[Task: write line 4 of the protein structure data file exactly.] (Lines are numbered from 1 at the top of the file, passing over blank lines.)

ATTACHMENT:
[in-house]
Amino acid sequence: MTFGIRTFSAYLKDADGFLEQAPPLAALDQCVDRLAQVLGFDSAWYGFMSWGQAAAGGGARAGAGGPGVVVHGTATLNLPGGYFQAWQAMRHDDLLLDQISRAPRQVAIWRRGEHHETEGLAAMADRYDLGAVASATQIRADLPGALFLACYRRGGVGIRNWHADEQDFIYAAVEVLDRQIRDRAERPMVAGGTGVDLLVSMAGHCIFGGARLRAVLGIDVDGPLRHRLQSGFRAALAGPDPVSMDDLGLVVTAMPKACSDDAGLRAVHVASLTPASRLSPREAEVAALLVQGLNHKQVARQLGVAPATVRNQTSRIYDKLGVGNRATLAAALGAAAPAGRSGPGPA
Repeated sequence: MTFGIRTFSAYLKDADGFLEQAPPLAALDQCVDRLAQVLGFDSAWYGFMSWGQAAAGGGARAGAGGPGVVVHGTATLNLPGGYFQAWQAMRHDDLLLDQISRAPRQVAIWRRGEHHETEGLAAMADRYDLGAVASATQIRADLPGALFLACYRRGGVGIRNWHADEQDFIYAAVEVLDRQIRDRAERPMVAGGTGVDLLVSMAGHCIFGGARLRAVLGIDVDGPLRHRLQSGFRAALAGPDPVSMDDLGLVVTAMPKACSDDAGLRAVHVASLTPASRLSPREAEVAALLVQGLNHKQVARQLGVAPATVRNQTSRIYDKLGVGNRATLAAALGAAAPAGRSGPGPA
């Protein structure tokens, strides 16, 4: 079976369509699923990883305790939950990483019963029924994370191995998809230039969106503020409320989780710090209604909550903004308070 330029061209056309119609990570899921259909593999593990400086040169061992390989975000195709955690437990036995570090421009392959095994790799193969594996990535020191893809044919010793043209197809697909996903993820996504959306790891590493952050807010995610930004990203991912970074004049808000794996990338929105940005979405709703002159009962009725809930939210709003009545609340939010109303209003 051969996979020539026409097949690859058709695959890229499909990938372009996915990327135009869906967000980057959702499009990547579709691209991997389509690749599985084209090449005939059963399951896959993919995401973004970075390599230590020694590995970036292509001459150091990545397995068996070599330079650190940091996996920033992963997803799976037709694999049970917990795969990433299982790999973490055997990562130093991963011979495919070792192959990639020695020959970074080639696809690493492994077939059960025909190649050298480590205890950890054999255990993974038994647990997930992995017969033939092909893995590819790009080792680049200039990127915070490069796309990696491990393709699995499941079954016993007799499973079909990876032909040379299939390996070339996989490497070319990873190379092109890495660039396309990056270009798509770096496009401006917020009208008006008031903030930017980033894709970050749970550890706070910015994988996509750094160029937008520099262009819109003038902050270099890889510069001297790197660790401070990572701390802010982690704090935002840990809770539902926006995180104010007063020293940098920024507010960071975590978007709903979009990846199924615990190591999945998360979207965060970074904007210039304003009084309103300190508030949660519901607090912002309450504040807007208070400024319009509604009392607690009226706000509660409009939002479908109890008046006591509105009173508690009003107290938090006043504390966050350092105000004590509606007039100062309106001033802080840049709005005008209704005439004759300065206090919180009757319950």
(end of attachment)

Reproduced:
């Protein structure tokens, strides 16, 4: 079976369509699923990883305790939950990483019963029924994370191995998809230039969106503020409320989780710090209604909550903004308070 330029061209056309119609990570899921259909593999593990400086040169061992390989975000195709955690437990036995570090421009392959095994790799193969594996990535020191893809044919010793043209197809697909996903993820996504959306790891590493952050807010995610930004990203991912970074004049808000794996990338929105940005979405709703002159009962009725809930939210709003009545609340939010109303209003 051969996979020539026409097949690859058709695959890229499909990938372009996915990327135009869906967000980057959702499009990547579709691209991997389509690749599985084209090449005939059963399951896959993919995401973004970075390599230590020694590995970036292509001459150091990545397995068996070599330079650190940091996996920033992963997803799976037709694999049970917990795969990433299982790999973490055997990562130093991963011979495919070792192959990639020695020959970074080639696809690493492994077939059960025909190649050298480590205890950890054999255990993974038994647990997930992995017969033939092909893995590819790009080792680049200039990127915070490069796309990696491990393709699995499941079954016993007799499973079909990876032909040379299939390996070339996989490497070319990873190379092109890495660039396309990056270009798509770096496009401006917020009208008006008031903030930017980033894709970050749970550890706070910015994988996509750094160029937008520099262009819109003038902050270099890889510069001297790197660790401070990572701390802010982690704090935002840990809770539902926006995180104010007063020293940098920024507010960071975590978007709903979009990846199924615990190591999945998360979207965060970074904007210039304003009084309103300190508030949660519901607090912002309450504040807007208070400024319009509604009392607690009226706000509660409009939002479908109890008046006591509105009173508690009003107290938090006043504390966050350092105000004590509606007039100062309106001033802080840049709005005008209704005439004759300065206090919180009757319950």